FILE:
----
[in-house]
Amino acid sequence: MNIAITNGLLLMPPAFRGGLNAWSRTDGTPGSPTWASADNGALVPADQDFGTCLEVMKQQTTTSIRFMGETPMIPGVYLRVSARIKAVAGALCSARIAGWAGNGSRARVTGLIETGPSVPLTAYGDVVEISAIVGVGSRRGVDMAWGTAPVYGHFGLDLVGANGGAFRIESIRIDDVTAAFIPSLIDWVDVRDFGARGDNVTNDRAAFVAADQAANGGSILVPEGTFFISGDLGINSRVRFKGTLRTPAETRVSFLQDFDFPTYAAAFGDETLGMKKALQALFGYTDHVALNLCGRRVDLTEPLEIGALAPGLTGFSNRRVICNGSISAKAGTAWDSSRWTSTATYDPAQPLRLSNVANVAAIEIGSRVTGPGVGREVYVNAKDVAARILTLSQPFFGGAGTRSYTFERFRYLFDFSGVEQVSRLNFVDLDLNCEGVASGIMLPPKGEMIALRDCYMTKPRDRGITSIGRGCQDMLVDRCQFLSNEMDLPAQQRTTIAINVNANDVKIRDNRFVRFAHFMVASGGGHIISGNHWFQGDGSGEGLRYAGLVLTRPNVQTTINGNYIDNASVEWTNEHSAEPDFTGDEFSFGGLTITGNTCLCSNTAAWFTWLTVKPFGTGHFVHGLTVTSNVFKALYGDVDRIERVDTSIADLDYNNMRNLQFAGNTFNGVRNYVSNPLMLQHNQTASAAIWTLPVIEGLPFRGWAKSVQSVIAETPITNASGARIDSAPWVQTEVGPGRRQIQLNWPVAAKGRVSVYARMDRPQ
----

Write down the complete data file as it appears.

[in-house]
Amino acid sequence: MNIAITNGLLLMPPAFRGGLNAWSRTDGTPGSPTWASADNGALVPADQDFGTCLEVMKQQTTTSIRFMGETPMIPGVYLRVSARIKAVAGALCSARIAGWAGNGSRARVTGLIETGPSVPLTAYGDVVEISAIVGVGSRRGVDMAWGTAPVYGHFGLDLVGANGGAFRIESIRIDDVTAAFIPSLIDWVDVRDFGARGDNVTNDRAAFVAADQAANGGSILVPEGTFFISGDLGINSRVRFKGTLRTPAETRVSFLQDFDFPTYAAAFGDETLGMKKALQALFGYTDHVALNLCGRRVDLTEPLEIGALAPGLTGFSNRRVICNGSISAKAGTAWDSSRWTSTATYDPAQPLRLSNVANVAAIEIGSRVTGPGVGREVYVNAKDVAARILTLSQPFFGGAGTRSYTFERFRYLFDFSGVEQVSRLNFVDLDLNCEGVASGIMLPPKGEMIALRDCYMTKPRDRGITSIGRGCQDMLVDRCQFLSNEMDLPAQQRTTIAINVNANDVKIRDNRFVRFAHFMVASGGGHIISGNHWFQGDGSGEGLRYAGLVLTRPNVQTTINGNYIDNASVEWTNEHSAEPDFTGDEFSFGGLTITGNTCLCSNTAAWFTWLTVKPFGTGHFVHGLTVTSNVFKALYGDVDRIERVDTSIADLDYNNMRNLQFAGNTFNGVRNYVSNPLMLQHNQTASAAIWTLPVIEGLPFRGWAKSVQSVIAETPITNASGARIDSAPWVQTEVGPGRRQIQLNWPVAAKGRVSVYARMDRPQ